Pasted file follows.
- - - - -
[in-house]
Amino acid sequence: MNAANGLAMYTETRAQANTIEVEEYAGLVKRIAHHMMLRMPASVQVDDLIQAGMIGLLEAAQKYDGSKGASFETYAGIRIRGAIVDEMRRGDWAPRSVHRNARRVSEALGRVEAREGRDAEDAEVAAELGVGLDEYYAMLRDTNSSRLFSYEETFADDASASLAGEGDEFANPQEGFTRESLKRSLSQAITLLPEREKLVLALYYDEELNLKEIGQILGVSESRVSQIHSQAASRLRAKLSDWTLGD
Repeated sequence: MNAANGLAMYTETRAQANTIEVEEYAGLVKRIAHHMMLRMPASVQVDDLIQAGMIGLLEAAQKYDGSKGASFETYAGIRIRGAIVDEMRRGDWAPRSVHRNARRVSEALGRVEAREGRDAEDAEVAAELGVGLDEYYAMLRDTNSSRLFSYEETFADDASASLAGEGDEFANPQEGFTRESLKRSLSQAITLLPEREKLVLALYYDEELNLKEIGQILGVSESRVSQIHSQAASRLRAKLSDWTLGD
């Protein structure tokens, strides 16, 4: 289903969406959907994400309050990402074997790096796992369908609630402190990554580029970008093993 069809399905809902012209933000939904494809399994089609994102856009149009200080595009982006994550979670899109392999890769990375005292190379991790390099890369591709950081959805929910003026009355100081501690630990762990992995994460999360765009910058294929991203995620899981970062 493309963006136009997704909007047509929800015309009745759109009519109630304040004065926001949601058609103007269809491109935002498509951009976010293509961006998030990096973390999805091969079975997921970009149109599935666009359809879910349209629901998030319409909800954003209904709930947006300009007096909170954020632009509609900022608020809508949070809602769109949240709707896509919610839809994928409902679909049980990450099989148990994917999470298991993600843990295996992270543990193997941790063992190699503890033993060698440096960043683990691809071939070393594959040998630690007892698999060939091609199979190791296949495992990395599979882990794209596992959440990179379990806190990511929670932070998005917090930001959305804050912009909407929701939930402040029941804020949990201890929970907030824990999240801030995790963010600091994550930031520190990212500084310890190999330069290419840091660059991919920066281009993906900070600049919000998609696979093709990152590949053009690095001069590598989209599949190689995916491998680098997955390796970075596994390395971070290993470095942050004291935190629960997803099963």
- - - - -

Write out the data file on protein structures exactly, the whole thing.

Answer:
[in-house]
Amino acid sequence: MNAANGLAMYTETRAQANTIEVEEYAGLVKRIAHHMMLRMPASVQVDDLIQAGMIGLLEAAQKYDGSKGASFETYAGIRIRGAIVDEMRRGDWAPRSVHRNARRVSEALGRVEAREGRDAEDAEVAAELGVGLDEYYAMLRDTNSSRLFSYEETFADDASASLAGEGDEFANPQEGFTRESLKRSLSQAITLLPEREKLVLALYYDEELNLKEIGQILGVSESRVSQIHSQAASRLRAKLSDWTLGD
Repeated sequence: MNAANGLAMYTETRAQANTIEVEEYAGLVKRIAHHMMLRMPASVQVDDLIQAGMIGLLEAAQKYDGSKGASFETYAGIRIRGAIVDEMRRGDWAPRSVHRNARRVSEALGRVEAREGRDAEDAEVAAELGVGLDEYYAMLRDTNSSRLFSYEETFADDASASLAGEGDEFANPQEGFTRESLKRSLSQAITLLPEREKLVLALYYDEELNLKEIGQILGVSESRVSQIHSQAASRLRAKLSDWTLGD
């Protein structure tokens, strides 16, 4: 289903969406959907994400309050990402074997790096796992369908609630402190990554580029970008093993 069809399905809902012209933000939904494809399994089609994102856009149009200080595009982006994550979670899109392999890769990375005292190379991790390099890369591709950081959805929910003026009355100081501690630990762990992995994460999360765009910058294929991203995620899981970062 493309963006136009997704909007047509929800015309009745759109009519109630304040004065926001949601058609103007269809491109935002498509951009976010293509961006998030990096973390999805091969079975997921970009149109599935666009359809879910349209629901998030319409909800954003209904709930947006300009007096909170954020632009509609900022608020809508949070809602769109949240709707896509919610839809994928409902679909049980990450099989148990994917999470298991993600843990295996992270543990193997941790063992190699503890033993060698440096960043683990691809071939070393594959040998630690007892698999060939091609199979190791296949495992990395599979882990794209596992959440990179379990806190990511929670932070998005917090930001959305804050912009909407929701939930402040029941804020949990201890929970907030824990999240801030995790963010600091994550930031520190990212500084310890190999330069290419840091660059991919920066281009993906900070600049919000998609696979093709990152590949053009690095001069590598989209599949190689995916491998680098997955390796970075596994390395971070290993470095942050004291935190629960997803099963």